Friday, December 2, 2022


Group wants rollbacks of some IA voting restrictions; RSV, Flu, COVID: KY faces "Triple Threat" this winter; Appeals court halts special master review of documents seized at Mar-a-Lago.


The Senate passes a bill forcing a labor agreement in an effort to avoid a costly railway worker strike. The House Ways and Means Committee has former President Trump's tax returns in hand. The Agriculture Committee is looking at possible regulations for cryptocurrency following the collapse of cryptocurrency giant FTX. The Supreme Court will be reviewing the legality of Biden s student debt relief program next year. Anti-semitic comments from Ye spark the deletion of tweets from the the House Judiciary Committee GOP's Twitter account.


The first-ever "trout-safe" certification goes to an Idaho fish farm, the Healthy Housing Initiative helps improve rural communities' livability, and if Oklahoma is calling to you, a new database makes it easier for buyers and builders to find available lots.

Advocates: Build Back Better's CHIP, Medicaid Changes Support NY Families


Wednesday, December 1, 2021   

ALBANY, N.Y. -- The $1.75 trillion Build Back Better Act will soon get a vote in the U.S. Senate, and in New York, advocates say it could mean major improvements to health coverage for lower-income adults and children.

The Georgetown University Center for Children and Families said states would be required to provide 12 months of continuous eligibility for children in enrolled in Medicaid and the Children's Health Insurance Program (CHIP).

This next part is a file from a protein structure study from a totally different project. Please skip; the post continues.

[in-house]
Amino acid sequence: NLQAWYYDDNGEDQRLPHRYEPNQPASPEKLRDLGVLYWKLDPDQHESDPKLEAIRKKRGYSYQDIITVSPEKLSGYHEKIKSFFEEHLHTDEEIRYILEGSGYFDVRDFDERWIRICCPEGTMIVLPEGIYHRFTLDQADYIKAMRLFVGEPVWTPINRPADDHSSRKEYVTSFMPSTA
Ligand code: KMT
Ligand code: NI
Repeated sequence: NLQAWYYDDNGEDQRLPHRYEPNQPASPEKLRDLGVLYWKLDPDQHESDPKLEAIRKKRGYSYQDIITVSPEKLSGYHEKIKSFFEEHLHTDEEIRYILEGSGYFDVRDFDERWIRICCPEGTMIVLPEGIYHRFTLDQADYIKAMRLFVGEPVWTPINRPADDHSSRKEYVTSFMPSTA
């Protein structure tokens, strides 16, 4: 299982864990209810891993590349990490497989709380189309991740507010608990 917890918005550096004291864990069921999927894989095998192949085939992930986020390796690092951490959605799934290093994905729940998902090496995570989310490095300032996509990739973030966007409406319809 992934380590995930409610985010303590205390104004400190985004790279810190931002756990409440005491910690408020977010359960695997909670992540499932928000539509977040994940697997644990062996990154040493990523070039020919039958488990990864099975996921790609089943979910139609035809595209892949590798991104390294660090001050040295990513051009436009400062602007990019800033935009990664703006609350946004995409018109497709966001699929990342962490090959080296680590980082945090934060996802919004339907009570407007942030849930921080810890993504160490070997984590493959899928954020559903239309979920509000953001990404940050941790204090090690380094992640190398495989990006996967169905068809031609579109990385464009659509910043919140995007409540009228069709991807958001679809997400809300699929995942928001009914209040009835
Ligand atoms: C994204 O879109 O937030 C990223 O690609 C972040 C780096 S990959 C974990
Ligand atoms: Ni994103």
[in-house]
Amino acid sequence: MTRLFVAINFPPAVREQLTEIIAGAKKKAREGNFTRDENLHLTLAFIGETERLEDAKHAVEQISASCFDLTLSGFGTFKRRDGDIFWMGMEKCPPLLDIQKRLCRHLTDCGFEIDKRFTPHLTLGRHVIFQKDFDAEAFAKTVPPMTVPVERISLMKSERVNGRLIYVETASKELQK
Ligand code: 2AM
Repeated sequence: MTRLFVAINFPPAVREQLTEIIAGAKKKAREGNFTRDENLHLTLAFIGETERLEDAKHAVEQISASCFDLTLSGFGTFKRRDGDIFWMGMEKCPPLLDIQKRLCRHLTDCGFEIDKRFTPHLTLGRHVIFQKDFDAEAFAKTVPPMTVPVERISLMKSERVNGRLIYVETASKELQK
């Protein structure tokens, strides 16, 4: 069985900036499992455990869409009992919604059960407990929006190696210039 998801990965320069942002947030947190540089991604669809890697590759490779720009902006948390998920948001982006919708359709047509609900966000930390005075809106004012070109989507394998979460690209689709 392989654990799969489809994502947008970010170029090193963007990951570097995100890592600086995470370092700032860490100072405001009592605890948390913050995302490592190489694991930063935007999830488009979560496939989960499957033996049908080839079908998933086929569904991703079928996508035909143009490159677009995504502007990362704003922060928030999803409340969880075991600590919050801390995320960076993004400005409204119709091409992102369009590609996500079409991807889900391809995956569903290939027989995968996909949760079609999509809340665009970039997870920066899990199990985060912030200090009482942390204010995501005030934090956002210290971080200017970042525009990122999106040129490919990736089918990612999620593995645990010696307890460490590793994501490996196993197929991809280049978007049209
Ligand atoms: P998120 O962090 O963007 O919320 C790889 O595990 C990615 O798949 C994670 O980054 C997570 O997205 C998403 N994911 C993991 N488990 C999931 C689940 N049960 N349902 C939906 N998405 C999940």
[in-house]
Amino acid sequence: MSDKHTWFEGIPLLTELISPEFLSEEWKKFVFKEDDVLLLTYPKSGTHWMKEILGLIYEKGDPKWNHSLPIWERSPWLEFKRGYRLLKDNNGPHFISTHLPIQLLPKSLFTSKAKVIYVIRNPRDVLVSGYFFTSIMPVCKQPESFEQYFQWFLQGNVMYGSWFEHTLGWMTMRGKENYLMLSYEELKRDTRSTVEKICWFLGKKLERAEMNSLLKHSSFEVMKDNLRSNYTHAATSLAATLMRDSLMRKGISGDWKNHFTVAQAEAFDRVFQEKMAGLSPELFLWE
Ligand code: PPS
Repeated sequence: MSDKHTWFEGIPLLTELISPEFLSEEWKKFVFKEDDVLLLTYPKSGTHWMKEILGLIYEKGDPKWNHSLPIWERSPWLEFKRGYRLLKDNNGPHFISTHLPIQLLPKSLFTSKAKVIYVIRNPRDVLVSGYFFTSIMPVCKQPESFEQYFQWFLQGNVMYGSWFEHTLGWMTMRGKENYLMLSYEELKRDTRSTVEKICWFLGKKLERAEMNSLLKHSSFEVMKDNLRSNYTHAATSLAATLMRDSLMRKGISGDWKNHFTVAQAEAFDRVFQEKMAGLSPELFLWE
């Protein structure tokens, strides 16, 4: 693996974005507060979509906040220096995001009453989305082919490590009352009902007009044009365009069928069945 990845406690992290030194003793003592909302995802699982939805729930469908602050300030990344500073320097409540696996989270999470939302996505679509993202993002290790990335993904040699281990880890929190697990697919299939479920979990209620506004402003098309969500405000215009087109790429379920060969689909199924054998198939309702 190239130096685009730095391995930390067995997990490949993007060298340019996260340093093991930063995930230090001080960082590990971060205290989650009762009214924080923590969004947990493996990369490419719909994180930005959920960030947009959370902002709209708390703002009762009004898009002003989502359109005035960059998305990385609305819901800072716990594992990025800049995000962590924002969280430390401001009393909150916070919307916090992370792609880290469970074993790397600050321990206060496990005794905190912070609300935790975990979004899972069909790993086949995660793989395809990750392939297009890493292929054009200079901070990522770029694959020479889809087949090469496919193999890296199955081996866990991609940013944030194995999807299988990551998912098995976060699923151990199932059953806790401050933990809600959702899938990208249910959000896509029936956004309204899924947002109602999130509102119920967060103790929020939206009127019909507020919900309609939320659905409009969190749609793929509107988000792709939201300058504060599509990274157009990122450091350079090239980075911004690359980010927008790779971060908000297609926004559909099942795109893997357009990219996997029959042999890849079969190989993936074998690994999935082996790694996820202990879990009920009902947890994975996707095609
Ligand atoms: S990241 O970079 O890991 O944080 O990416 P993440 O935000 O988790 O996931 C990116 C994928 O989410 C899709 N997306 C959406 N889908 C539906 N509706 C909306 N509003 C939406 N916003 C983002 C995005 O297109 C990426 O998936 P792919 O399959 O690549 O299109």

Lara Kassel, coalition coordinator for Medicaid Matters New York, said Build Back Better also would increase postpartum coverage for new mothers, from 60 days to 12 months.

"We don't want someone to suddenly, 60 days after they've given birth, be without coverage," Kassel asserted. "We know that transitioning from program to program is not always successful. It's not always affordable for someone. And so, to have the economic security of Medicaid coverage is really critical."

New York is among 24 states already offering continuous one-year eligibility for children in Medicaid and CHIP, but just over half do not. Supporters of the bill say they want it passed by Christmas, but with increasing inflation, detractors are concerned about the cost, and could push for trimming its scope.

Build Back Better would also permanently extend federal funding for CHIP, which provides coverage to 6.8 million children whose family income is still low, but above the Medicaid eligibility level.

Joan Alker, executive director of the Center for Children and Families, said the bill would remove financial uncertainty for many families who depend on CHIP to insure their kids.

"Hopefully this will provide an opportunity, with stability in the CHIP program, to allow states to try to get to the finish line here and get all kids covered," Alker contended.

The Children's Health Insurance Program currently has federal funding through 2027. Nearly 93% of eligible New York children are enrolled either in Medicaid or the state's CHIP program, "Child Health Plus."

Disclosure: Georgetown University Center for Children & Families contributes to our fund for reporting on Children's Issues and Health Issues. If you would like to help support news in the public interest, click here.

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